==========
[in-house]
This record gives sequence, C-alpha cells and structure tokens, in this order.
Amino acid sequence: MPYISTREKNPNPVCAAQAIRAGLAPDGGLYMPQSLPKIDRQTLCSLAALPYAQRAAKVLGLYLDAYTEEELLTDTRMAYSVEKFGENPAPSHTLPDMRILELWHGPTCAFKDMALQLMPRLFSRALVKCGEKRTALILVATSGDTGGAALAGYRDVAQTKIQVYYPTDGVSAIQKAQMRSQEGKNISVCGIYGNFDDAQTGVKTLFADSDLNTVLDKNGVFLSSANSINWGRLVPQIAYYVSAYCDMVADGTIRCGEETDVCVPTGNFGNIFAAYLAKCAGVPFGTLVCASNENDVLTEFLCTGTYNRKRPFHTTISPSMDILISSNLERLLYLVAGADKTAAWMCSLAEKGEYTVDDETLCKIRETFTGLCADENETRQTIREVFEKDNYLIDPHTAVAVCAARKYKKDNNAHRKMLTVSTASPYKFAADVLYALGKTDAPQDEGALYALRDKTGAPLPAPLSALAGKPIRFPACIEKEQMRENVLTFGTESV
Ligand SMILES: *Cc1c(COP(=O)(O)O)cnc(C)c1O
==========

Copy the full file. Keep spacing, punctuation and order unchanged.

[in-house]
This record gives sequence, C-alpha cells and structure tokens, in this order.
Amino acid sequence: MPYISTREKNPNPVCAAQAIRAGLAPDGGLYMPQSLPKIDRQTLCSLAALPYAQRAAKVLGLYLDAYTEEELLTDTRMAYSVEKFGENPAPSHTLPDMRILELWHGPTCAFKDMALQLMPRLFSRALVKCGEKRTALILVATSGDTGGAALAGYRDVAQTKIQVYYPTDGVSAIQKAQMRSQEGKNISVCGIYGNFDDAQTGVKTLFADSDLNTVLDKNGVFLSSANSINWGRLVPQIAYYVSAYCDMVADGTIRCGEETDVCVPTGNFGNIFAAYLAKCAGVPFGTLVCASNENDVLTEFLCTGTYNRKRPFHTTISPSMDILISSNLERLLYLVAGADKTAAWMCSLAEKGEYTVDDETLCKIRETFTGLCADENETRQTIREVFEKDNYLIDPHTAVAVCAARKYKKDNNAHRKMLTVSTASPYKFAADVLYALGKTDAPQDEGALYALRDKTGAPLPAPLSALAGKPIRFPACIEKEQMRENVLTFGTESV
Ligand SMILES: *Cc1c(COP(=O)(O)O)cnc(C)c1O